• To Rate Or Not to Rate

    POSTED Jul 4, 2013
    On my latest podcast, I discussed the merits — or, rather, the lack thereof — of “rating” certain types of horses. I explained that some animals simply aren’t effective when their natural speed is throttled and I used Fort Larned as an example.

    (Click on image to enlarge)

    I pointed out that “seven of his nine career wins have come when he has been second or better — meaning first — at the first call. All nine of his career wins have come when he’s been third or better.”

    “Why in the world would you ever rate this horse further off the pace,” I asked?

    It’s a question worth pondering.

    According to Pat Cumming of Trackus, in his now-legendary riderless romp in the Gulfstream Park Handicap on March 19, Fort Larned ran the opening half-mile in 44.29 seconds, which equates to a -14 early speed ration, or ESR (my own measurement of early energy expenditure). And, by the way, because my pace figures are relative, it doesn’t matter that Fort Larned earned this figure sans jockey.

    Now, here’s the thing: My database studies reveal that just 9.1 percent of all races feature an ESR of -14 or less. Yet, Fort Larned has failed to be among the top three at the first call in eight of the 21 races he completed with a jockey on his back.

    Read that again.

    In eight of 21 races, Fort Larned, a horse capable of a -14 ESR, has failed to crack the top three at the first call. How can this possibly be?

    It’s because he’s been rated (taken off the pace in order to “conserve his energy”). How effective has this been?

    I’m glad you asked (I know you didn’t, but just play along). Prior to Nov. 27, 2011, Fort Larned was fourth or worse at the first call in six of his nine races — he won two of those events; since that time, he has been fourth or worse at the first call in just two of 12 races (not counting the Gulfstream Park Handicap) — he has triumphed in seven of those contests, including five graded affairs (three Grade 1’s).

    Given his desire to run free, it comes as little surprise to me that Fort Larned is not great on the green. You see, turf requires precisely what Fort Larned doesn’t have — the ability to rate and finish. My database shows that nearly 2/3 (66.4 percent to be exact) of all turf races feature a moderate-to-soft pace (-5 ESR or greater).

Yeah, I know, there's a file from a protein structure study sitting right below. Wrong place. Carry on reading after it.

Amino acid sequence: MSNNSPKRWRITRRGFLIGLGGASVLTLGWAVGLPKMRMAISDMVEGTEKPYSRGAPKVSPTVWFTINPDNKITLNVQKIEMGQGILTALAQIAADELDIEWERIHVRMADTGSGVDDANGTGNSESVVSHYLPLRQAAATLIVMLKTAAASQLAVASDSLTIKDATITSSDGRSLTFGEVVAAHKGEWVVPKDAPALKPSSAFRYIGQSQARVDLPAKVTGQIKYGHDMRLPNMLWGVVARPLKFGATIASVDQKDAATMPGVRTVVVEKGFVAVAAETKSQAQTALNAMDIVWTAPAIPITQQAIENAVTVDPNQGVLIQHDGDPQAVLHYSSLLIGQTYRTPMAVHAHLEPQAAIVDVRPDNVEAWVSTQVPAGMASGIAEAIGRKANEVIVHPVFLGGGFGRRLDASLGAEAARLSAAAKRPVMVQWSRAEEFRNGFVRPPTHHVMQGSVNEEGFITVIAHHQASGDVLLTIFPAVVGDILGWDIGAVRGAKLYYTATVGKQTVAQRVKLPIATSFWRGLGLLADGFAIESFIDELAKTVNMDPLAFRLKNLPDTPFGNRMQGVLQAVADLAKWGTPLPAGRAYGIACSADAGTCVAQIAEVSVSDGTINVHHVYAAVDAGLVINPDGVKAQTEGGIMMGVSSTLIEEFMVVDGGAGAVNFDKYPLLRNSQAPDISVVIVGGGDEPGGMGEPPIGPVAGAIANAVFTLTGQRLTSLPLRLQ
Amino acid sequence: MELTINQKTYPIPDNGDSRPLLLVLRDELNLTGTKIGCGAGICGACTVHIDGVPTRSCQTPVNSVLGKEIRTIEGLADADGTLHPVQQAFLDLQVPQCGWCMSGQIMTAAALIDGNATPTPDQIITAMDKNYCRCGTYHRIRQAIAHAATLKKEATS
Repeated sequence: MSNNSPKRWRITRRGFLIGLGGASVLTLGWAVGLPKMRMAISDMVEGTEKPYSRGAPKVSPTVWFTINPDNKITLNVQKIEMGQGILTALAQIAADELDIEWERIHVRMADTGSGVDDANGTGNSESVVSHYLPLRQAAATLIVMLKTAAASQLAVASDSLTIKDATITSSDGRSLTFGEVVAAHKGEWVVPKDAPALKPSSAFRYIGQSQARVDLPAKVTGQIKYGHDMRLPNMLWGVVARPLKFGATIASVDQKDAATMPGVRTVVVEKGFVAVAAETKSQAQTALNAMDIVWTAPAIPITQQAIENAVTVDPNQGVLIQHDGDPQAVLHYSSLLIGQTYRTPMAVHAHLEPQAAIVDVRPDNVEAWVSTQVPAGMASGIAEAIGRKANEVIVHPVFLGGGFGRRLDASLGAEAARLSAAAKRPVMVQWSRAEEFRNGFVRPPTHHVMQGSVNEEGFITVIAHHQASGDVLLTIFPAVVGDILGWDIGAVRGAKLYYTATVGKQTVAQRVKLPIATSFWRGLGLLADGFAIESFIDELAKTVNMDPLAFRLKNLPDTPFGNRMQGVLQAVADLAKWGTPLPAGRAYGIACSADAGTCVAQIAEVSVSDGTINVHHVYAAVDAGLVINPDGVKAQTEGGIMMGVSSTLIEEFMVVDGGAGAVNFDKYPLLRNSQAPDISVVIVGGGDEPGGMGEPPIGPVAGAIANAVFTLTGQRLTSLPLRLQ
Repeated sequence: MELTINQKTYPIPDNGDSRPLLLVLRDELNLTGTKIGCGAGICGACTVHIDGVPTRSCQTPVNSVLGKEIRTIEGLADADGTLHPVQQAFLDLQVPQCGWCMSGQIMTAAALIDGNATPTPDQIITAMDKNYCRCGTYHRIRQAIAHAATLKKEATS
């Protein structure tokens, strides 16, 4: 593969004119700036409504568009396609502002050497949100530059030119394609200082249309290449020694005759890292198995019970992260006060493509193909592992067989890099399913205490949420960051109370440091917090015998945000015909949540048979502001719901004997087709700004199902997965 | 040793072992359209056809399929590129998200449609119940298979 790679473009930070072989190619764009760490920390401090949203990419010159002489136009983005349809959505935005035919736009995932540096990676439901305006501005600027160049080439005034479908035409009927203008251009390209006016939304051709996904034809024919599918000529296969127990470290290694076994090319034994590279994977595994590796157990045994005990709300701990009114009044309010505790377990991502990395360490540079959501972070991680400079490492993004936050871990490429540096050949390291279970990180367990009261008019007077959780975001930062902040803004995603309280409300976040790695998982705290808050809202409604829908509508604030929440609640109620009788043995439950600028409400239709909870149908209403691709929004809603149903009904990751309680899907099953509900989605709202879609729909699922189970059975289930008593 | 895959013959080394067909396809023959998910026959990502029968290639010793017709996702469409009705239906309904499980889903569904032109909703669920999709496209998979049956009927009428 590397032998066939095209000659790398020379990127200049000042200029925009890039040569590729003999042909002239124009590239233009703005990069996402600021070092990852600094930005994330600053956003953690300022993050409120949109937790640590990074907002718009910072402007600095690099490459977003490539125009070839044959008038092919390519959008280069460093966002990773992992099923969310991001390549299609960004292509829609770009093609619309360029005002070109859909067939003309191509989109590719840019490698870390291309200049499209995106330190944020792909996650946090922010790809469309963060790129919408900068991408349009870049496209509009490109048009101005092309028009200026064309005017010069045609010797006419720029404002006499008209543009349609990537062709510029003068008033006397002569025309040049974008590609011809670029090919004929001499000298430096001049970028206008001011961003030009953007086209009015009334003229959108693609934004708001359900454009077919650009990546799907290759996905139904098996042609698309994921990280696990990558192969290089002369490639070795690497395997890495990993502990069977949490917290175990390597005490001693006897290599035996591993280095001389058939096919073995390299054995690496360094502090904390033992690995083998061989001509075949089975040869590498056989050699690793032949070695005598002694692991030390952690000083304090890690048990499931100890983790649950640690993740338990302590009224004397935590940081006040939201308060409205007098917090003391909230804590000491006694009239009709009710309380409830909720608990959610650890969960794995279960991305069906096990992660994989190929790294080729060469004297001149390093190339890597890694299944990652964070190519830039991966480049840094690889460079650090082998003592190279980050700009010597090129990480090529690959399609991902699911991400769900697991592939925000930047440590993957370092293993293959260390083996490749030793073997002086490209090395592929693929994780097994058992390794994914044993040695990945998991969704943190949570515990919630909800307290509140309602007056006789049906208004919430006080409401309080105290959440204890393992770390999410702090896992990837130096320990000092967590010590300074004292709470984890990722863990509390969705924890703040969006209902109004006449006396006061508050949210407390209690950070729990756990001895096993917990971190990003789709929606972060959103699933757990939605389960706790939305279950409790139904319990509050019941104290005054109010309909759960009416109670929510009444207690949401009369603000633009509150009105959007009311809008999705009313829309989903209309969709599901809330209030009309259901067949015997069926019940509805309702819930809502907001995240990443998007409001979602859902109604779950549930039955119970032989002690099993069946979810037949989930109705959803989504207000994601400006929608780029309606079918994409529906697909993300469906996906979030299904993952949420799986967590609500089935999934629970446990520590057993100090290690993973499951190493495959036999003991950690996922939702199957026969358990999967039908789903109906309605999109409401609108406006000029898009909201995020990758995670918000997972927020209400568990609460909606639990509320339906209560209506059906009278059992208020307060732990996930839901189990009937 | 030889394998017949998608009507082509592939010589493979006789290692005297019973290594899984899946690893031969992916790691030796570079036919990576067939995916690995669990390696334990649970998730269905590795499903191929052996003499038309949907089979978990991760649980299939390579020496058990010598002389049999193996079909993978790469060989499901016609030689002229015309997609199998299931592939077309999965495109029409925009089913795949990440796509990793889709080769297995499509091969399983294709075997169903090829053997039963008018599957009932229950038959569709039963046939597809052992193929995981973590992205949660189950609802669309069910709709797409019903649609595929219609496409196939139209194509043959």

Is it any wonder that Fort Larned is one-for-five on the grass?

    Of course, jockeys play a huge part in the pace equation too and, without passing judgment (wink, wink), it’s interesting to peruse the riding records of Fort Larned’s two most recent — and most prolific — passengers:

    * Brian Hernandez (8 mounts, 5 wins).
    * Julien Leparoux (5 mounts, 1 win).

    So, the next time you see a frontrunner rating on the lead through dawdling fractions or pressing the pace three-wide, be comforted, it happens to the best of them.

    Just ask Fort Larned.

    Pace Profile Play of the Day

    As many of you already know, I have launched a new Web site (SimonSpeedRations.com) dedicated to understanding my pace figures and promoting world peace… although I’m concentrating primarily on the former because I feel it’s more important.

    Toward that end, I produced a video that includes a couple of free plays (one already lost, so by delaying the release of this column, I’ve saved many of you from financial ruin) and a lot of discussion about ESRs, LSRs and other issues affecting the nation.

    Take a look:


    By the way, my Pace Profile Report and Win Factor Report are now available for purchase. Click HERE for more details.

    SimonSays Racing Podcast on TwinSpires Radio



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